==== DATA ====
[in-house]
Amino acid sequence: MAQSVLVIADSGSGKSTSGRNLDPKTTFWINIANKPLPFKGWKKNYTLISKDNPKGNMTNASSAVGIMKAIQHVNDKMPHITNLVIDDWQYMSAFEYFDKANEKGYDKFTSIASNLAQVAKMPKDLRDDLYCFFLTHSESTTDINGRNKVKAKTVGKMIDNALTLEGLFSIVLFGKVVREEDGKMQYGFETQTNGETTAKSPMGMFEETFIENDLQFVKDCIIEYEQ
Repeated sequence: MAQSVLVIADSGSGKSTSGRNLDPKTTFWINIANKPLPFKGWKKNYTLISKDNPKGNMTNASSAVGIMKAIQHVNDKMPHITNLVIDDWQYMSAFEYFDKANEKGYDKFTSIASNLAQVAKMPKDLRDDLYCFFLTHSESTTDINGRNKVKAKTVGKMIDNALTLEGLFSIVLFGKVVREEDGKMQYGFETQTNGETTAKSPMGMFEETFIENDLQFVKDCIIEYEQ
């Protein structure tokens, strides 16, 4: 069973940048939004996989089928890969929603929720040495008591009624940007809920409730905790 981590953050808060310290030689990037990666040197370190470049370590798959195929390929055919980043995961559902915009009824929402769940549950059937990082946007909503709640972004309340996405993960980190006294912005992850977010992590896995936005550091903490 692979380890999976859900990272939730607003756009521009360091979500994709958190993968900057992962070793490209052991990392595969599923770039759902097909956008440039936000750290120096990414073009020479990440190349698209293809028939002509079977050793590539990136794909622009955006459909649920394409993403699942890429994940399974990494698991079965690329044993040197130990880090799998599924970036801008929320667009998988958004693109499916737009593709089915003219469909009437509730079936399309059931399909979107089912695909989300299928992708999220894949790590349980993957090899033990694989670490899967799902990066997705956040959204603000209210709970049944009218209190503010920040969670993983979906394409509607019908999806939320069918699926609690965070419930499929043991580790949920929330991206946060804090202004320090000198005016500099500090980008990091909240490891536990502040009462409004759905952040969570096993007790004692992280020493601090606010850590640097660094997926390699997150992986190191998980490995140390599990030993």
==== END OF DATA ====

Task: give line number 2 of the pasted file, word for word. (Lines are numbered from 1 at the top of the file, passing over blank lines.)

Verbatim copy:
Amino acid sequence: MAQSVLVIADSGSGKSTSGRNLDPKTTFWINIANKPLPFKGWKKNYTLISKDNPKGNMTNASSAVGIMKAIQHVNDKMPHITNLVIDDWQYMSAFEYFDKANEKGYDKFTSIASNLAQVAKMPKDLRDDLYCFFLTHSESTTDINGRNKVKAKTVGKMIDNALTLEGLFSIVLFGKVVREEDGKMQYGFETQTNGETTAKSPMGMFEETFIENDLQFVKDCIIEYEQ